How Much Does Taper Matter?

by Andrew Mering 14

January 10th, 2017 College, Lifestyle

Taper: one of the few words in the English language that trumps an all-you-can-eat buffet to set a swimmer’s heart aflutter. Swimmers have their own taper superstitions and rituals. Coaches have their own taper secrets and stories of that huge unexpected time drop. The legendary Eddie Reese says that taper is an art no one really understands.

Everyone knows tapered swimmers go faster, but by how much?

To answer the question I grabbed every time swum in the NCAA over the last three seasons and defined a tapered time as a swimmer’s best time in an event between their conference and national meets.* Division 1 men and women are an average of 2% and 1.3% faster, respectively, at season-ending taper meets than their previous season best time. This comparison is useful when reading top times lists and big meet psych sheets to try and guess how swimmers will perform. But it doesn’t really describe a taper. Many teams taper for mid season meets, so comparing in season best times to taper times doesn’t really capture the effect. There are occasional cases of teams going slower than their in-season best times. One example is the Arizona men in 2014. After their coach resigned mid season, they were .2% slower than their in-season best times at Pac 12’s and D1 Championships.

Median times are a better baseline. A swimmer’s median time during the season should represent their typical unrested swim. At end of season meets, D1 swimmers’ median in season times drop an average of 4.2% (22,061 tapered events since 2014) for men and 3.6%. (32,839) for women. Division 3 swimmers drop substantially more time from their median in season times. D3 men drop 4.8% (27,208) and women drop 4.1% (30,395). Division 2 swimmers land in the middle. D2 men drop 4.3% (10,135) and women drop 3.8% (12,811).

There is a lot of variability between teams and within-teams year to year. Here are the time drops from median in season times by three D1 women’s teams over the last three years:

2013-14 2014-15 2015-16
California 4.0% 4.8% 3.9%
USC 1.7% 2.9% 2.6%
Wisconsin 4.1% 3.4% 2.0%


Comparing end of season times to in season times can give some insight into a team’s training cycle and style. D1 swimmers are the most broken down in October and January, and swim fast at meets in November and December. Here’s the average difference between D1 swimmers’ median time each month and their tapered times over the last 3 years:

October November December January
Women 4.6% 2.7% 2.1% 4.4%
Men 5.4% 3.6% 2.5% 4.9%


Swimmers drop the least time in freestyle. The smallest drops of any event come in the mile where swimmers only drop 2.5% for men and 1.8% for women. The largest freestyle time drops are in the 500 free at 4.1% for men and 3.5% for women.  Here’s the full list of event by event time drops from median in season time by D1 swimmers since 2014:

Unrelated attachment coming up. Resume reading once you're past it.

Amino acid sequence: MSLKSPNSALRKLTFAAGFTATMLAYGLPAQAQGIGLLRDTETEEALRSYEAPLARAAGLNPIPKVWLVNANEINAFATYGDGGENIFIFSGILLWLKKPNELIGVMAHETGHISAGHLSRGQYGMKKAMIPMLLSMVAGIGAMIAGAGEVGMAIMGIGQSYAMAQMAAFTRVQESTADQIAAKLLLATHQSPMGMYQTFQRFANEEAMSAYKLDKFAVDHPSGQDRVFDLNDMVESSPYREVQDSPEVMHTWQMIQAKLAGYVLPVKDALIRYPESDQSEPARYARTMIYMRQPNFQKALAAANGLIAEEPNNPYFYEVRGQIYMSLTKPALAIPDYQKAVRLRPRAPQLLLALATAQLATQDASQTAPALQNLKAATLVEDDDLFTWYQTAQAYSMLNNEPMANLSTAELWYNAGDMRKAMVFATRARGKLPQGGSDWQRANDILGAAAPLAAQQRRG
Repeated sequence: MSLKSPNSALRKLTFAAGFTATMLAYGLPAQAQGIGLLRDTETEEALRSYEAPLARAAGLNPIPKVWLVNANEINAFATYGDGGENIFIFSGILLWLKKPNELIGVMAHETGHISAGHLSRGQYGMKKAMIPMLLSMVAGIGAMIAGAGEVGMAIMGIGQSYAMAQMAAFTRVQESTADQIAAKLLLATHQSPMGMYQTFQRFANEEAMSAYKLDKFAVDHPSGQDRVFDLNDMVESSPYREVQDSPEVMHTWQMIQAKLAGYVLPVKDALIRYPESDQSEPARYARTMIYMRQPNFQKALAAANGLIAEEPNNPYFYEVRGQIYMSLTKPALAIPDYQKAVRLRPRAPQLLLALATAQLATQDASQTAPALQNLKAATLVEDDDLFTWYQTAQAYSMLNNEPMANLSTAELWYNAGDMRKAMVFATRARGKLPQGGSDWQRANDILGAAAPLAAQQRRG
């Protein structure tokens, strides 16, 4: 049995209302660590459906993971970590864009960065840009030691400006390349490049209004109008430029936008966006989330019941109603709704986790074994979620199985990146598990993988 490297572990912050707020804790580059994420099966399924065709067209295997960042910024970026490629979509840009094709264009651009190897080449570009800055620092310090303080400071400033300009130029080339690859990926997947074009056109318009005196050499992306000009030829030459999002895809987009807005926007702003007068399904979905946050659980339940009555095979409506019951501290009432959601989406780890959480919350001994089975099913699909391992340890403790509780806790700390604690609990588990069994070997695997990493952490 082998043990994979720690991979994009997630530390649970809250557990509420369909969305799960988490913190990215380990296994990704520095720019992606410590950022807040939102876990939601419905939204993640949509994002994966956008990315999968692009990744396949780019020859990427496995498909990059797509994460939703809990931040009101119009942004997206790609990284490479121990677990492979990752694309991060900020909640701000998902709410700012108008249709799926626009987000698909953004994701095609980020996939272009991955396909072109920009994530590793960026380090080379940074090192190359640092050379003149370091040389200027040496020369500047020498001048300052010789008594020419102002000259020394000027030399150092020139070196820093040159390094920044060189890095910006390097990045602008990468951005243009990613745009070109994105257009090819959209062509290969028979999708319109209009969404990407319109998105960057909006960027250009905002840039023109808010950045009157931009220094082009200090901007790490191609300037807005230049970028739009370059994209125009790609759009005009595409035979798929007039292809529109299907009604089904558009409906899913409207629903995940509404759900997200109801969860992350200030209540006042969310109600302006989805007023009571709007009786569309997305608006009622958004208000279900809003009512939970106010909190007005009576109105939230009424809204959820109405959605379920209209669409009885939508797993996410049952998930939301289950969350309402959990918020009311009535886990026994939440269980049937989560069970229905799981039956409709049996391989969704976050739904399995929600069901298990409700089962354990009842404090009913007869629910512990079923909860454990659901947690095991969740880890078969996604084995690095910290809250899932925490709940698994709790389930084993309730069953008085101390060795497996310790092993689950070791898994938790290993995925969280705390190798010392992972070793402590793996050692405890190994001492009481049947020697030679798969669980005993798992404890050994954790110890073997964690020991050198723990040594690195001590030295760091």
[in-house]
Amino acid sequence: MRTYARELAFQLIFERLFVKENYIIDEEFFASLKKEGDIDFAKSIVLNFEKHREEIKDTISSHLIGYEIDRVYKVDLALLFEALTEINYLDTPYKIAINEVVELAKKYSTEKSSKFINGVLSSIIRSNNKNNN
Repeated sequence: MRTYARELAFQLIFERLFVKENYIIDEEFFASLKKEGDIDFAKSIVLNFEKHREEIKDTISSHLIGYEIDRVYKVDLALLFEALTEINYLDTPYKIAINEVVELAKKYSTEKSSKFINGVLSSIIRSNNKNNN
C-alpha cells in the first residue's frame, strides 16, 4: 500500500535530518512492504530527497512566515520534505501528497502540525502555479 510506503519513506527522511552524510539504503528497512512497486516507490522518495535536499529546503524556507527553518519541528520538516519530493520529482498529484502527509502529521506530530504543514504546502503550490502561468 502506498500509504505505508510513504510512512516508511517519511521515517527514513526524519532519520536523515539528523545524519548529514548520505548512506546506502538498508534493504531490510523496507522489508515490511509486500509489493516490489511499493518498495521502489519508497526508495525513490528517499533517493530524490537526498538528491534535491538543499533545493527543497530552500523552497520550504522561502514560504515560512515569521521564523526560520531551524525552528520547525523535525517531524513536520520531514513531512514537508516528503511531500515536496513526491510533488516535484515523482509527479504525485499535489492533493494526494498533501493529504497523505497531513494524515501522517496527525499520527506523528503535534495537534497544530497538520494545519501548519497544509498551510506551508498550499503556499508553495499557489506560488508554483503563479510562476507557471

Women Men
50 Free 3.4% 3.6%
100 Free 3.4% 3.8%
200 Free 3.2% 3.7%
500 Free 3.5% 4.1%
1650 Free 1.8% 2.5%
100 Back 4.2% 4.5%
200 Back 4.1% 4.8%
100 Breast 4.3% 4.8%
200 Breast 4.0% 5.4%
100 Fly 4.0% 4.3%
200 Fly 3.4% 4.2%
200 IM 3.8% 4.6%
400 IM 2.8% 3.9%


D1 Women 2016 Taper Time vs Best In Season Time, Median In Season Time and Median Time in October, November, December, and January

Best Time Median Time October November December January
Illinois 0.3% 3.9% 3.8% 1.0% 4.0%
Indiana 0.7% 4.3% 5.2% 4.3% 1.8% 4.5%
Iowa -0.5% 3.5% 3.7% 3.8% -0.1% 3.4%
Michigan 2.1% 3.2% 3.3% 3.5% 2.4% 3.3%
Michigan St 0.7% 3.7% 3.7% 1.8% 2.1% 3.5%
Minnesota 1.3% 2.1% 3.9% 3.1% 2.4% 3.4%
Nebraska 0.6% 2.6% 6.0% 1.1% 2.0% 5.1%
Northwestern 1.9% 5.4% 4.5% 3.4% 5.1% 3.6%
Ohio St 1.3% 4.0% 4.0% 3.3% 3.8% 3.2%
Penn St 0.4% 2.8% 3.2% 3.1% 0.5% 4.0%
Purdue 0.6% 3.4% 3.8% 1.1% 3.5%
Rutgers 0.3% 4.4% 4.7% 1.5% 1.7% 5.1%
Wisconsin 0.3% 3.1% 3.2% 3.9% 0.8% 2.8%
Boston College -0.6% 4.8% 4.4% 0.0% 1.9% 4.7%
Duke 0.4% 2.7% 3.1% 0.9% 2.4% 3.4%
Florida St 0.0% 3.8% 3.6% 3.0% 0.3% 3.8%
Georgia Tech 1.1% 4.8% 4.4% 2.4% 4.8% 4.1%
Louisville 1.0% 4.4% 5.0% 2.6% 4.3%
Miami FL 0.5% 2.0% 3.6% 1.7% 0.9% 3.4%
NC State 2.1% 4.0% 4.3% 3.3% 3.9% 4.5%
Notre Dame 0.5% 2.9% 4.0% 1.0% 2.2% 3.3%
Pittsburgh -0.1% 3.4% 3.7% 2.2% 0.2% 3.9%
UNC 2.3% 4.3% 3.3% 3.0% 4.0%
Virginia 0.6% 2.4% 3.8% 4.0% 0.7% 4.1%
Virginia Tech 1.1% 3.8% 4.8% 2.8% 4.1%
Alabama 0.9% 4.3% 3.3% 1.4% 2.3% 4.7%
Arkansas 0.2% 3.0% 4.6% 1.1% 3.0% 3.9%
Auburn 0.3% 3.3% 3.1% 2.6% 0.7% 3.4%
Florida 0.3% 1.9% 4.5% 1.5% 4.0%
Georgia 0.6% 3.5% 4.6% 3.4% 0.9% 3.4%
Kentucky 0.7% 5.0% 5.0% 2.2% 4.6%
LSU 0.8% 3.9% 4.9% 2.3% 2.9%